Oleg Mitvol, deputy head of the Natural Resources Ministry's Federal Service for the Oversight of Natural Resources (Rosprirodnadzor), said in Moscow on October 18 that criminal police arrived at his department's offices earlier that day and began confiscating numerous documents dealing with a variety of issues, Russian media reported. He noted that "financial documents regarding business trips taken by our staff members are in fact being confiscated from our accounts department now.... [Investigators] have the right to do it. The only thing that upsets us that it concerns those staff members who took part in our most recent [environmental] inspections." Media speculation centered on the possibility that the move might be related to Rosprirodnadzor's objections this year, ostensibly on environmental grounds, to several important energy projects. Those include the blocking of the Sakhalin-2 gas production-sharing agreement (PSA) with Royal Dutch Shell and Japan's Mitsui and Mitsubishi, and, more recently, the raising of threats to cancel drilling contracts for LUKoil in the Komi Republic and elsewhere (see "RFE/RL Newsline," September 22 and October 17, 2006). In those cases, Rosprirodnadzor was widely regarded as acting on behalf of the Kremlin, which seeks to strengthen the role of state monopolies in the energy sector. Mitvol said on October 18 that the officers' unannounced visit was "not normal" and acknowledged he is worried that his campaign might be under threat. "I am scared," he said. His boss, Natural Resources Minister Yury Trutnev, is currently on a visit to Sakhalin. PM

During a brief visit to Yerevan, U.S. Ambassador to the Organization for Security and Cooperation in Europe (OSCE) Julie Finley met on October 18 with senior Armenian officials to discuss the upcoming parliamentary elections and the state of political reform and democratization, RFE/RL's Armenian Service and Mediamax reported. Finley met with several officials during her visit to Yerevan, including Justice Minister David Harutiunian, Prosecutor-General Aghvan Hovsepian, Deputy Foreign Minister Arman Kirakosian, and the chairman of the Central Election Commission, Garegin Azarian. After meeting with several civil society representatives campaigning for political reform in the country, Finley said that "I am assuming that I am in a country that has decided it wants to be a true democracy" and stressed that the upcoming parliamentary elections mark an important step for the development of Armenian democracy. She added that while Armenian officials assured her that they "will do their best" to ensure that the May 2007 parliamentary elections are free and fair, they need to allow the OSCE to monitor the complete electoral process. Finley also expressed dismay at not being able to meet with President Robert Kocharian. "I am very, very disappointed I did not have even a brief meeting" with Kocharian, she said, noting that "usually in my travels I do meet with the head of state." RG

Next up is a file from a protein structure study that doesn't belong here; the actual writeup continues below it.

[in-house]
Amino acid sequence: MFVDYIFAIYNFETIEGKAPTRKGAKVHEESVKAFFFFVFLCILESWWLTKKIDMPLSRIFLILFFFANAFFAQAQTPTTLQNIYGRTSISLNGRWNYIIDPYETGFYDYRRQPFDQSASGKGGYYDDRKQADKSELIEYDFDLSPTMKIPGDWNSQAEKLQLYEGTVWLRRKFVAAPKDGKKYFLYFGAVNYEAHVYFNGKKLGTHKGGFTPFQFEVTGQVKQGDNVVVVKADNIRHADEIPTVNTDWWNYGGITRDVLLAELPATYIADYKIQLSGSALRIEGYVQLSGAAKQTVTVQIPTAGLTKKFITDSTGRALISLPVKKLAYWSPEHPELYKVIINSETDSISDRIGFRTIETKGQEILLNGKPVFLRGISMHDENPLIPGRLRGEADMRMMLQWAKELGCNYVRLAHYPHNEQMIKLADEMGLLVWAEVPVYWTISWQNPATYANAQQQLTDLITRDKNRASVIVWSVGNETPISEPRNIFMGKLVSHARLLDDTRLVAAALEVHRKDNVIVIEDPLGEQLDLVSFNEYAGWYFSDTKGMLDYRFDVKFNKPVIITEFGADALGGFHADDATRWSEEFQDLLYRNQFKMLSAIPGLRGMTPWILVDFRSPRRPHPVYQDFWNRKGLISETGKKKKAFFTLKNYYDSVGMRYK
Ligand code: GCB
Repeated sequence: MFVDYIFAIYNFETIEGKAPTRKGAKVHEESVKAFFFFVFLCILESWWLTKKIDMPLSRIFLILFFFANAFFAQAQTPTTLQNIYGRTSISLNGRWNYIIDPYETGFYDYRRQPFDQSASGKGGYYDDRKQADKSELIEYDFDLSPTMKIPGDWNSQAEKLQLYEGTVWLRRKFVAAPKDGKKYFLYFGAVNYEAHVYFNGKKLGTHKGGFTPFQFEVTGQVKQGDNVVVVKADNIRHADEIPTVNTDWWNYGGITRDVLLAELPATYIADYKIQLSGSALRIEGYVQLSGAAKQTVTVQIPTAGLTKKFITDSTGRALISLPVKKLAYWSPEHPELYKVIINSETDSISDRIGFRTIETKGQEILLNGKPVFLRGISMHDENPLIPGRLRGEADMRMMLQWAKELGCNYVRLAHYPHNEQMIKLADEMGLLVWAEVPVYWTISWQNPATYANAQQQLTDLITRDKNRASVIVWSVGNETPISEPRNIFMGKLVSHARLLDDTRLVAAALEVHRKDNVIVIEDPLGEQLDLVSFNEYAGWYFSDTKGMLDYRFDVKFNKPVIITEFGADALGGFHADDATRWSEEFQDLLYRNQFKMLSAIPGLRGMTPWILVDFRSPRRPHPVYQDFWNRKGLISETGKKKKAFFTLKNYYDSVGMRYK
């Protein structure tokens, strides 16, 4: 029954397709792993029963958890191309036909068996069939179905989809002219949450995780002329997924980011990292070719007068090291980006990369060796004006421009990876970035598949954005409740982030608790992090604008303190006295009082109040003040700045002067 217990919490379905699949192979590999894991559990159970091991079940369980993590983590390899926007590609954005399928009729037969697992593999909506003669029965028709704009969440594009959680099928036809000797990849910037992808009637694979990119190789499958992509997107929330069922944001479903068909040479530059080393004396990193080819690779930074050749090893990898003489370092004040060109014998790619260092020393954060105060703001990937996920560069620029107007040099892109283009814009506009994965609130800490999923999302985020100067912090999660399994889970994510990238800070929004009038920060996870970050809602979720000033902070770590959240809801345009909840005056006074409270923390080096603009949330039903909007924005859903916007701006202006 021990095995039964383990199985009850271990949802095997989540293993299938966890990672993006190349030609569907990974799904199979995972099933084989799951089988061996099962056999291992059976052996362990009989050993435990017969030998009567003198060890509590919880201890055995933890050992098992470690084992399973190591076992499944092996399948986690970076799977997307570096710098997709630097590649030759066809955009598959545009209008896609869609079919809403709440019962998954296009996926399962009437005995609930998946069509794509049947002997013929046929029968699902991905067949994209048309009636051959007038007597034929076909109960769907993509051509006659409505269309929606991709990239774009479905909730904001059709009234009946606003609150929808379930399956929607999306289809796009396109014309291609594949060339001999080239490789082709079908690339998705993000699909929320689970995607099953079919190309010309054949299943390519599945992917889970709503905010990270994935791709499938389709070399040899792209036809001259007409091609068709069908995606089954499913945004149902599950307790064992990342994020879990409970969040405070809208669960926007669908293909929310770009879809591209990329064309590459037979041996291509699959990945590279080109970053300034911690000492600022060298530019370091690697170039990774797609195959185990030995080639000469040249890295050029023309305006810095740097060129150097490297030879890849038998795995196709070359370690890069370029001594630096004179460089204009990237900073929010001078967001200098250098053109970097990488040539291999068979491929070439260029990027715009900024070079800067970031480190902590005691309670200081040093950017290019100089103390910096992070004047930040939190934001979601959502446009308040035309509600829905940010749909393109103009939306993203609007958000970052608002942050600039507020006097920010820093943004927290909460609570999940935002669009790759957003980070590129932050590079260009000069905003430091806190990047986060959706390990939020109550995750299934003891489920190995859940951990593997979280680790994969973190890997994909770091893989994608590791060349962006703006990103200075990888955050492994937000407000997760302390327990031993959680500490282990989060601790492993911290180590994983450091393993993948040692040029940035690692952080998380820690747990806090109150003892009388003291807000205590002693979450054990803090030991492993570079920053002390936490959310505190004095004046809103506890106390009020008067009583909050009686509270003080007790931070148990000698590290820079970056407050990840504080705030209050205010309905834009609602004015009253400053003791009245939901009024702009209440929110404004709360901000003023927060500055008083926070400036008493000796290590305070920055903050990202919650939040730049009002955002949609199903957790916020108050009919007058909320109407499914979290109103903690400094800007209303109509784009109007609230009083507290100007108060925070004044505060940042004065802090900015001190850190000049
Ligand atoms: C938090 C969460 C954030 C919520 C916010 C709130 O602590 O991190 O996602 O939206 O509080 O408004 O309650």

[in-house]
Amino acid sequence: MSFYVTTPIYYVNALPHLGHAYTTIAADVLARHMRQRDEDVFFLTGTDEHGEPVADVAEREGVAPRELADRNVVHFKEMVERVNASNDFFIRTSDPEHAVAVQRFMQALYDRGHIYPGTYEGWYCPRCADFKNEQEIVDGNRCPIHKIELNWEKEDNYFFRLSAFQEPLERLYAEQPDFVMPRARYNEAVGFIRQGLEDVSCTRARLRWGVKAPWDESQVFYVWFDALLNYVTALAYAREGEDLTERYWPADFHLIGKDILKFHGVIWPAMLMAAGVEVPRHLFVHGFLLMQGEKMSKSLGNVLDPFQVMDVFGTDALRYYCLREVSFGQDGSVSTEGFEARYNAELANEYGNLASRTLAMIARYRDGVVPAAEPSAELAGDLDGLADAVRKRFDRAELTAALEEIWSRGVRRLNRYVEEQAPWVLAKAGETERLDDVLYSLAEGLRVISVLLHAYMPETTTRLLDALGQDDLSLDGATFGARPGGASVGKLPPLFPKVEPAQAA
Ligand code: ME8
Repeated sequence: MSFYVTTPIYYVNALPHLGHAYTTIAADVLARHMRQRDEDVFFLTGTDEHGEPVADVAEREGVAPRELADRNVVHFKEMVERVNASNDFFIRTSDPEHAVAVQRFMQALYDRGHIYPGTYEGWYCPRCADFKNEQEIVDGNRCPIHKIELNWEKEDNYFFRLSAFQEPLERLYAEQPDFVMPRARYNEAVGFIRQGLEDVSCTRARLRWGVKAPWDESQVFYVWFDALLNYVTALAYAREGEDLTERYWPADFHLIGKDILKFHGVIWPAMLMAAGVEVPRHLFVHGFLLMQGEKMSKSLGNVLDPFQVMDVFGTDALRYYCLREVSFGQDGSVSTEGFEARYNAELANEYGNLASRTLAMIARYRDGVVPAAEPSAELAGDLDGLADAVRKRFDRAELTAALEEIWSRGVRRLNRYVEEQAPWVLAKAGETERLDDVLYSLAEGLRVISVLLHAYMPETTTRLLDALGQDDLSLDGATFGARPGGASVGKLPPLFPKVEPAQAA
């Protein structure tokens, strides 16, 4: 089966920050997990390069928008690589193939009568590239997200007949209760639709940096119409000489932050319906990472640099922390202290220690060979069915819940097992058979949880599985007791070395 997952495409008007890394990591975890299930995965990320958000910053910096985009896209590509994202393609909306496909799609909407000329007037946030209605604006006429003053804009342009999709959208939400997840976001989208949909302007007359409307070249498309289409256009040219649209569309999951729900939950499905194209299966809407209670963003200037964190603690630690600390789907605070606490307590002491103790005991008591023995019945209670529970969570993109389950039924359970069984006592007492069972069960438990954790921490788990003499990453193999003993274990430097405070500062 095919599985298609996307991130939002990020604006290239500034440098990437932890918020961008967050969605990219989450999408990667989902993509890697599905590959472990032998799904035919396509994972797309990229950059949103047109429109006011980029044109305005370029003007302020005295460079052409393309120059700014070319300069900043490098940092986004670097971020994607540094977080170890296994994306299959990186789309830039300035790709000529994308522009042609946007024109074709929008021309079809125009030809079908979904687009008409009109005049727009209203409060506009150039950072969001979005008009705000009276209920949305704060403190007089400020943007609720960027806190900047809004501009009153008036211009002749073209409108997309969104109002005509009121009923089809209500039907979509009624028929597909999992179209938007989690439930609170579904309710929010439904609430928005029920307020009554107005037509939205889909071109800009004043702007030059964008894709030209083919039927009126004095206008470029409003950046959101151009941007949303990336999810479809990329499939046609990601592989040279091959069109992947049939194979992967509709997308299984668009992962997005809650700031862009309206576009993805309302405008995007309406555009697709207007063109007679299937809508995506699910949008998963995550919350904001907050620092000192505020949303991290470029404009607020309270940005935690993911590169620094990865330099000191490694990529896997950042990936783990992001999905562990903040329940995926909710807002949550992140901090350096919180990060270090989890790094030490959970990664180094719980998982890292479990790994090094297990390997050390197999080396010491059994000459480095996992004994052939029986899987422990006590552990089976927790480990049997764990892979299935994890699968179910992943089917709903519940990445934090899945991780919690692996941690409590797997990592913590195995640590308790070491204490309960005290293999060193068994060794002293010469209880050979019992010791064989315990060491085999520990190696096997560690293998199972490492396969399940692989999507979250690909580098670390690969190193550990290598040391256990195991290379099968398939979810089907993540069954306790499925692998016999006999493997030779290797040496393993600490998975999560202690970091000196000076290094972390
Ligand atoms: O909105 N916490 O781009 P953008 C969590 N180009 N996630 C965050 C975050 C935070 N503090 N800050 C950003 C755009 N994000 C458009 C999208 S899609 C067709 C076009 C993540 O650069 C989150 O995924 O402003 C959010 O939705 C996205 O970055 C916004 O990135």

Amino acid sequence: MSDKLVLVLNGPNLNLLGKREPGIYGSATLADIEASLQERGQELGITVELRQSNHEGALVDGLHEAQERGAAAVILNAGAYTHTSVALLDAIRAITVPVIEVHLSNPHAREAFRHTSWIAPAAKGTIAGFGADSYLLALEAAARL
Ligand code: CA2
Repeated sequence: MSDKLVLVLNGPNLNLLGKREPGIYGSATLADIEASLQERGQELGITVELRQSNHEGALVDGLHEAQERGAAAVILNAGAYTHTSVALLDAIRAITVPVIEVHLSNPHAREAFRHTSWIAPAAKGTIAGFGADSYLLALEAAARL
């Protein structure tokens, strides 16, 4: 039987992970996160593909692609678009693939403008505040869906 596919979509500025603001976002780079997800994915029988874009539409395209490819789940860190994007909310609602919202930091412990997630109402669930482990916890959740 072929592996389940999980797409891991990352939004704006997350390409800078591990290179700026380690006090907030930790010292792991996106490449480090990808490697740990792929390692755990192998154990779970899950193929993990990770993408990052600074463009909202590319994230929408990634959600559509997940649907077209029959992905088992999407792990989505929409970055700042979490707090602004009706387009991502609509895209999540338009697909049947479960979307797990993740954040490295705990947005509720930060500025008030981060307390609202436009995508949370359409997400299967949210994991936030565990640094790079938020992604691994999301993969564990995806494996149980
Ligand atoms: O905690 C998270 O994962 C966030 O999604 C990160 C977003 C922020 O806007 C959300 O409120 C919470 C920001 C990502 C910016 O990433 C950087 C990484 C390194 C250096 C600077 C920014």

Azerbaijan officially marked on October 18 the 15th anniversary of its independence from the former Soviet Union, Turan reported. The Azerbaijani parliament's declaration of independence was adopted on October 18, 1991, and established the Republic of Azerbaijan as the formal successor to the Democratic Republic of Azerbaijan, which existed from 1918-20. RG

The Paris-based media group Reporters Without Borders (RSF) issued a statement on October 18 urging the Azerbaijani government to not implement a recent decision to ban the broadcasts of several main Western radio programs, Turan reported. Azerbaijan's National Council for Television and Radio issued a ban on October 13 preventing local radio stations from rebroadcasting the BBC, Voice of America, and Radio Liberty/Radio Free Europe programs. The Reporters Without Borders' statement criticized the ban, which is to be effective at the beginning of next year, as a move "targeted at international media whose independence the Azerbaijani government seems to fear." The Azerbaijani authorities dismissed the criticism, arguing that the move was directed only at local stations that do not have the required licenses to allow them to rebroadcast the programs. RG